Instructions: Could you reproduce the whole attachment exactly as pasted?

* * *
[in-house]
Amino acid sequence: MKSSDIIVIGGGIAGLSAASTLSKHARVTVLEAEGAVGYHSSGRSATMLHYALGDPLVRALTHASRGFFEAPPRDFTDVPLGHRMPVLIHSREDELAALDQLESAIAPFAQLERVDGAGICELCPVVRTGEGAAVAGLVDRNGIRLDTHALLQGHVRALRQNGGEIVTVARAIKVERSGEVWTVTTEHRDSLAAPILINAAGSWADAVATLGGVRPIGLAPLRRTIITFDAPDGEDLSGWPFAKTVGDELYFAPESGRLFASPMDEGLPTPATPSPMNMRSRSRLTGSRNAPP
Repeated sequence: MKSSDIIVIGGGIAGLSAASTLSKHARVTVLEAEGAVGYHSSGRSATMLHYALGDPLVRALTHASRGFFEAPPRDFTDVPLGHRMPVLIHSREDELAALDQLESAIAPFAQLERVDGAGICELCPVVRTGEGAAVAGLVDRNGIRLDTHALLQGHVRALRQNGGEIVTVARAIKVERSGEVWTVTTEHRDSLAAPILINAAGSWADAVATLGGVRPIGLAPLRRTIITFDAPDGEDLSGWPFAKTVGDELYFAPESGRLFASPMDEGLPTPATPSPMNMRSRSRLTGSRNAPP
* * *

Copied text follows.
[in-house]
Amino acid sequence: MKSSDIIVIGGGIAGLSAASTLSKHARVTVLEAEGAVGYHSSGRSATMLHYALGDPLVRALTHASRGFFEAPPRDFTDVPLGHRMPVLIHSREDELAALDQLESAIAPFAQLERVDGAGICELCPVVRTGEGAAVAGLVDRNGIRLDTHALLQGHVRALRQNGGEIVTVARAIKVERSGEVWTVTTEHRDSLAAPILINAAGSWADAVATLGGVRPIGLAPLRRTIITFDAPDGEDLSGWPFAKTVGDELYFAPESGRLFASPMDEGLPTPATPSPMNMRSRSRLTGSRNAPP
Repeated sequence: MKSSDIIVIGGGIAGLSAASTLSKHARVTVLEAEGAVGYHSSGRSATMLHYALGDPLVRALTHASRGFFEAPPRDFTDVPLGHRMPVLIHSREDELAALDQLESAIAPFAQLERVDGAGICELCPVVRTGEGAAVAGLVDRNGIRLDTHALLQGHVRALRQNGGEIVTVARAIKVERSGEVWTVTTEHRDSLAAPILINAAGSWADAVATLGGVRPIGLAPLRRTIITFDAPDGEDLSGWPFAKTVGDELYFAPESGRLFASPMDEGLPTPATPSPMNMRSRSRLTGSRNAPP